You can change the world.” How can you change the world? How can you be like Andrew? Let’s think together.

Step One: You infect yourself.

If we’re using the illustration of “Patient Zero,” there is no way that “Patient Zero” can infect others unless he or she is infected.

Andrew was “infected” with Jesus and went to get Peter, his brother. How did Andrew get “infected” with Jesus? He and the other disciple “stayed with [Jesus] that day, for it was about the tenth hour” (v 39). Do you have any idea what Jesus might have taught these two disciples of John? Do you really think Jesus would have sat there all afternoon without teaching them? When Andrew found Peter, he said, “‘We have found the Messiah’ (which means Christ)” (v 41). John the Baptizer refers to Jesus as the Lamb of God, not the Messiah. Granted, we all know that John meant Messiah, Christ, and Son of God. It, however, seems to me that Andrew was more fully convinced of Jesus’ identity after he spent the day with Jesus.

If you’re to be “infected” with Jesus, you must spend time with Jesus. We spend time with Jesus by learning of His Word. The words of Jesus are so important. “The words that I have spoken to you are spirit and life” (Jn 6:63). “The word that I have spoken will judge [you] on the last day” (Jn 12:48). The entire New Testament contains the words of Jesus (Jn 16:12-15).

Thus, if you want to be “infected” and spread Jesus, you need to get to know Him through Scripture. It greatly troubles me when I hear someone who has been a Christian for years and years say, “I don’t know enough to teach someone the Gospel.” I would love to look at folks who say that and say, “Really?!?! You’ve become a Christian, you’ve heard sermon after sermon, you’ve been attending Bible class for many years, but you don’t know enough to share with someone else?”

There are two very serious problems when a Christian says that he does not know enough to share the Gospel: One: You have identified a sin — yes, a sin — in your life, and: Two: You have just implied that you intend to do nothing about it.

Why is it a sin not to know enough to bring someone to Jesus?

  • We’re commanded to make disciples. “Go . . . and make disciples of all nations, baptizing them in the name of the Father and of the Son and of the Holy Spirit, teaching them to observe all that I have commanded you” (Matt 28:19-20). You are to be making disciples. But, in the context Jesus is speaking to the Eleven, not to the rest of us. That gets us off the hook, right? Notice carefully that Jesus says that new disciples are to be taught everything the Eleven were taught — the Eleven were taught to make disciples; therefore, every faithful disciple since the time of the Apostles has been in the process of making disciples.
  • We’re also to be growing in our knowledge of God.While he is willing to reteach fundamentals, the author of Hebrews tells his readers it’s time to move to maturity (Heb 6:1-3). “Like newborn infants, long for the pure spiritual milk, that by it you may grow up into salvation” (1 Pet 2:2); Peter encourages growth.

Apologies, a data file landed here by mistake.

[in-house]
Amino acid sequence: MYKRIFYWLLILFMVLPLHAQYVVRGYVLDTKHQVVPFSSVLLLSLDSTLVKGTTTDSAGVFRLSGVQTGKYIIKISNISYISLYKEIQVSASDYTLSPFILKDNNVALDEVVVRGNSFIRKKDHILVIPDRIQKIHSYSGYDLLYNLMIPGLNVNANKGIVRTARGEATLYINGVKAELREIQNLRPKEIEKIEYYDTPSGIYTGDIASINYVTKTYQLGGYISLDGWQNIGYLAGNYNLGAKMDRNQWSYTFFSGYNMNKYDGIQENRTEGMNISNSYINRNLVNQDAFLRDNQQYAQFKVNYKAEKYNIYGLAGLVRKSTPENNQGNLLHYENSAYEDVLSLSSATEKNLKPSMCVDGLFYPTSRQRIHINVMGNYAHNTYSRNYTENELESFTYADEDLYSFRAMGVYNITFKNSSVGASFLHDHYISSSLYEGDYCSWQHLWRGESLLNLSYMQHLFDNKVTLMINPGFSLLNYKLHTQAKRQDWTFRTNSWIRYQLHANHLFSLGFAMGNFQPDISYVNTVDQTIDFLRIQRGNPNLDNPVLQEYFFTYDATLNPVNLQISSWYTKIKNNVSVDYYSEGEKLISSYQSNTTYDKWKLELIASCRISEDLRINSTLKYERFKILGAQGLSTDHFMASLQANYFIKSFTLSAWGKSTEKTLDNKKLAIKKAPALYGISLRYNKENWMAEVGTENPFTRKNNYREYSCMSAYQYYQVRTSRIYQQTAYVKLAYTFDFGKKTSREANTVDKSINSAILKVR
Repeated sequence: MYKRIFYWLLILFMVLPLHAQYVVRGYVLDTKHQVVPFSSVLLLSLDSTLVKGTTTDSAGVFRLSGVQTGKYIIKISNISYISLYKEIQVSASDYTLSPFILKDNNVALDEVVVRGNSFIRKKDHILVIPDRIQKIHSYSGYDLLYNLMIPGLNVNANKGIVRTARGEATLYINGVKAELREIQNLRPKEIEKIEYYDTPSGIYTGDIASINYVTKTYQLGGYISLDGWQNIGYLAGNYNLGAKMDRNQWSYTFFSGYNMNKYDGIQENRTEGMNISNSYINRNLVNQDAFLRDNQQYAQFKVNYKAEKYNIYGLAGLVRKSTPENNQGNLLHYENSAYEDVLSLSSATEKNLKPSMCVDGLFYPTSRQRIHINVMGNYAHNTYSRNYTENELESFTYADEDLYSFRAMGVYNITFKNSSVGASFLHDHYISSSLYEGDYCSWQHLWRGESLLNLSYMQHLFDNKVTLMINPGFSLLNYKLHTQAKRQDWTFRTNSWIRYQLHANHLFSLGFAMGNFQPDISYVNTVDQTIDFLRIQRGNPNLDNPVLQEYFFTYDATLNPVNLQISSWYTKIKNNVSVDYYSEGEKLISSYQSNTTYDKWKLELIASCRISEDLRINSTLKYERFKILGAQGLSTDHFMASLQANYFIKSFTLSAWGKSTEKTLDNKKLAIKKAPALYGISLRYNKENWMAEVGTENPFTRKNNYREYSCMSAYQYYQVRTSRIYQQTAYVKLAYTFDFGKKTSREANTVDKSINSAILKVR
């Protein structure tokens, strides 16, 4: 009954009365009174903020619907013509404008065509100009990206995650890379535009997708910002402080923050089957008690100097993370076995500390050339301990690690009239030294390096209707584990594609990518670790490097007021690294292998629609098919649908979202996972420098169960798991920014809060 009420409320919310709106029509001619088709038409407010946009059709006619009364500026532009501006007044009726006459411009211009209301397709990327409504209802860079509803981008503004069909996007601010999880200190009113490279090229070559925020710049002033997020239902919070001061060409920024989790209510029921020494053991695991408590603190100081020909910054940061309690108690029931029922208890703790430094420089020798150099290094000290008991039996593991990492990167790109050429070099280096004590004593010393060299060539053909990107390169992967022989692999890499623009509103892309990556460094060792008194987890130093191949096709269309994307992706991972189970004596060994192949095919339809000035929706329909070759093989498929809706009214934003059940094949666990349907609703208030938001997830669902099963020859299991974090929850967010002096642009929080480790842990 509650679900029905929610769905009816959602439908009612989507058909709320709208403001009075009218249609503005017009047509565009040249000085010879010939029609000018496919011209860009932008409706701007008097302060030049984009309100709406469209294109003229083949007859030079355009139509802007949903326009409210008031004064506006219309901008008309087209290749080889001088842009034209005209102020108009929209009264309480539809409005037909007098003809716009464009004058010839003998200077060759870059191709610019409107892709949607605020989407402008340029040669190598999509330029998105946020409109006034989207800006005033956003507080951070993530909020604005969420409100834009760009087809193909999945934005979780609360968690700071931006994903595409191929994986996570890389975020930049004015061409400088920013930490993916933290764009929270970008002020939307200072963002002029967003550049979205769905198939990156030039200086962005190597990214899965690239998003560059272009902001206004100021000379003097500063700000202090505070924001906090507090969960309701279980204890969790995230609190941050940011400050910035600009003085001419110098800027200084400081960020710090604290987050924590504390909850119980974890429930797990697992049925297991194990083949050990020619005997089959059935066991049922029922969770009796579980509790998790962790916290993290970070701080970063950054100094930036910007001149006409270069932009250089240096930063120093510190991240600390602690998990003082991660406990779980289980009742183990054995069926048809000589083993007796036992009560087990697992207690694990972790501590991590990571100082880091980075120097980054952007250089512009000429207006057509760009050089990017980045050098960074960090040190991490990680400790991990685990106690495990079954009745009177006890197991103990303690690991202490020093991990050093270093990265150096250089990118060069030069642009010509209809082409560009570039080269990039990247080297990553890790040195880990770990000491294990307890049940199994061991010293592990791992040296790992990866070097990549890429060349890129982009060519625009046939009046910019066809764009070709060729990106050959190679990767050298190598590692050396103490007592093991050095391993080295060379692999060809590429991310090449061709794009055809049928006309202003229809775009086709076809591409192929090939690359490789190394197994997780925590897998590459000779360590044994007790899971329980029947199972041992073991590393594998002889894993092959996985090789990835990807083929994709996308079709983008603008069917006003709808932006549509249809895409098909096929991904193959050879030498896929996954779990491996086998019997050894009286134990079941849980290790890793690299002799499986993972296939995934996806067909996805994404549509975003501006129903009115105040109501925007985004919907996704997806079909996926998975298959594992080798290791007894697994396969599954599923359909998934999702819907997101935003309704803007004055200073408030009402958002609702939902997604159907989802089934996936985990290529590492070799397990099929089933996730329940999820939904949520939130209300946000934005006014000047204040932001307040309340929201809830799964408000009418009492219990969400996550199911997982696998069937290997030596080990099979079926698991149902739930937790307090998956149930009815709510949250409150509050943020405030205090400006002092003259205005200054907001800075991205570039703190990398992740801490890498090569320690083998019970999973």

Are you spending time with Jesus? This week make a commitment to spend time with Jesus by studying His Word. This week:

  • Read the Gospel of John. As you read John, you cannot help but have your faith in Jesus grow. That’s the book’s purpose: John 20:30-31.
  • If you want to learn the Gospel and how to share the truth of Jesus, read through the Book of Acts this week. In Acts, the inspired physician tells us over and over how to come to Jesus.

I know I’ve just asked you to read two books of Scripture. That will take some time, and we have so very little free time anymore. Yet, if you can find a better way to spend your time than preparing for eternity, I’d be really curious to know what it is.

Step Two: You invite others.

Andrew “first found his own brother Simon and said to him, ‘We have found the Messiah’ (which means Christ). He brought him to Jesus” (vv 41-42).

When you are sufficiently infected, you bring others to Jesus. “Repentance and forgiveness of sins should be proclaimed in [Jesus’] name to all nations” (Lk 24:47). Bringing people to Jesus emulates the example of the early church: “Those who were scattered went about preaching the word” (Acts 8:4).

Let’s apply this in a very specific manner:

  • Go home and make a list of five people you want to see in heaven. Do NOT go home and put faithful children of God on that list! Put people on that list who would be eternally lost should Jesus come today.
  • Do two things with that list:
    • Pray for those souls by name. “Brothers, my heart’s desire and prayer to God for them is that they may be saved” (Rom 10:1). Get on your knees and pour your heart out to God at least once a day.
    • Invite them to come to Jesus. Take some invitations for next Sunday and invite those precious souls to come. Inviting people to come and hear the Word of God is as biblical as it can be. That’s what Andrew does with Peter in our text. When a king’s invited guests refused to attend his wedding feast, the king told his servants, “Go therefore to the main roads and invite to the wedding feast as many as you find” (Matt 22:9).

Whom will you invite? Do you need to come to Jesus this morning? He has given a great invitation (Matt 11:28-30).

This sermon was originally preached by Dr. Justin Imel, Sr., at the Dale Ridge church of Christ in Roanoke, Virginia.